The Sri Lankan government presented its budget last week under conditions of an acute political crisis triggered by President Chandrika Kumaratunga’s autocratic moves in early November, including the suspension of parliament. The ruling United National Front (UNF) was due to bring down its budget on November 12 but was only able to do so on November 19, when parliament reconvened.
The budget session began with a controversial ruling by the speaker, which was repeatedly interrupted by opposition MPs, declaring that Kumaratunga’s action in proroguing parliament for two weeks was unconstitutional. Both the UNF and Kumaratunga’s coalition, the opposition Peoples Alliance (PA), were seeking to use the parliamentary sitting to shore up their political support.
The budget presented by Finance Minister K.N. Choksy was a careful balancing act, reflecting the tense political situation. On the one hand, the government made a series of small concessions in a bid to neutralise the growing popular disaffection over soaring inflation and deteriorating living standards and to counter opposition criticism. All of this was dressed up as being part of the “peace dividend” flowing from the ceasefire signed last year between the government and the Liberation Tigers of Tamil Eelam (LTTE).
On the other hand, the main thrust of the budget was to continue the drastic economic restructuring of the past two UNF budgets, as demanded by foreign investors and big business. This is the real purpose of the so-called peace process—to end the country’s civil war and transform Sri Lanka into a cheap labour haven oriented to taking advantage of business opportunities opening up on the Indian subcontinent. While trumpetting the budget’s meagre handouts for voters, Choksy quietly reaffirmed the government’s commitment to slashing public spending through privatisation and cuts to jobs and services.
One of the government’s most anticipated concessions was to public sector workers. The budget granted the first pay rise since the UNF came to power in December 2001—an increase of 10 percent, or 1,250 rupees ($US13) a month, whichever is higher, as of next January. It also augmented government pensions by 10 percent—an average rise of just 800 rupees a month. The increases do not even compensate for the cost of living rise since December 2002—the index has jumped 315 points, or 10.5 percent, from 2,984 to 3,299 in October 2003.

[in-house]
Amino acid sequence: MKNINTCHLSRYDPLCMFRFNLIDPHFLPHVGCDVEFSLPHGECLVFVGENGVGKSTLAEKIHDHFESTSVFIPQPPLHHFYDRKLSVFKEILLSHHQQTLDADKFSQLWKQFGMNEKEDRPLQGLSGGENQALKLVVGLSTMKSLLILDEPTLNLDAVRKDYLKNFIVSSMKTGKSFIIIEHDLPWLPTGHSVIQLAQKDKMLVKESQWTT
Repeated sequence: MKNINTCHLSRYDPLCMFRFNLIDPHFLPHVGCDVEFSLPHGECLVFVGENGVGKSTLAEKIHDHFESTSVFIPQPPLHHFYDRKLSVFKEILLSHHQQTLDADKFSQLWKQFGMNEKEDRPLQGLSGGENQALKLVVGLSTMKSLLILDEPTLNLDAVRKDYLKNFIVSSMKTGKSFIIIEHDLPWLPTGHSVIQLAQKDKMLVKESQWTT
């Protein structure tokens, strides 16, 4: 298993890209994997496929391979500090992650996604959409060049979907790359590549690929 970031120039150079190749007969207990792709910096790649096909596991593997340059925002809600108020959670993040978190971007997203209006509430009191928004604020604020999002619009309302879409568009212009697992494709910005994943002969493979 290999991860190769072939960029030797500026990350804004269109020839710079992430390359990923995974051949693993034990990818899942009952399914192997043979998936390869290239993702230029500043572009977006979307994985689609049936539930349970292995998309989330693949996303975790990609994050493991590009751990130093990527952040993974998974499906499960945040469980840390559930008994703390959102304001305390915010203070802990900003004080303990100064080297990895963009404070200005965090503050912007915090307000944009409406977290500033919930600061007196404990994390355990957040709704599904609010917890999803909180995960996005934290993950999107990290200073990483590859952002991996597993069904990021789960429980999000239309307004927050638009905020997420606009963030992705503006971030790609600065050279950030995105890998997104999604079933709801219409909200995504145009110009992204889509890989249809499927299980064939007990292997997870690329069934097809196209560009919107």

A new round of price rises is set to take place following the government’s changes to the value added tax (VAT) on consumer goods. Previously, goods fell into two VAT bands of 20 percent and 10 percent. Next year all goods will be taxed at the one rate of 15 percent. The government claims that the change will not affect overall prices as rises will be balanced by falls. However, the measure will mean a 5 percent increase in the cost of basic items, including gas and petroleum products and food items such as sugar and milk products.
The budget also aimed to appease farmers who were hard hit by cuts to fertiliser subsidies in last year’s budget. The price of a 100kg bag of urea, for instance, more than doubled overnight from 350 to 875 rupees. The latest budget reduced the rise by 150 rupees. The government also announced plans for state banks to recycle the debts of farmers for six crop seasons at a low interest rate of 4 percent.
With an eye to lower middle class voters, the Finance Minister increased the taxable income threshold from 240,000 to 300,000 rupees. In last year’s budget, monthly interest on bank accounts was subject to tax if it exceeded 9,000 rupees. Under the present proposals, the threshold of taxable interest income was raised to 25,000 rupees.
In the name of fighting poverty, the budget allocated 800 million rupees ($US8 million) for the construction of low-cost housing. It also proposed to provide up to 125,000 poor families with sheets of corrugated asbestos, to enable them to build their own shelters as part of a “self-aided program”.
These limited measures will do little to boost living standards or alleviate poverty. Their purpose is to try to dampen widespread discontent.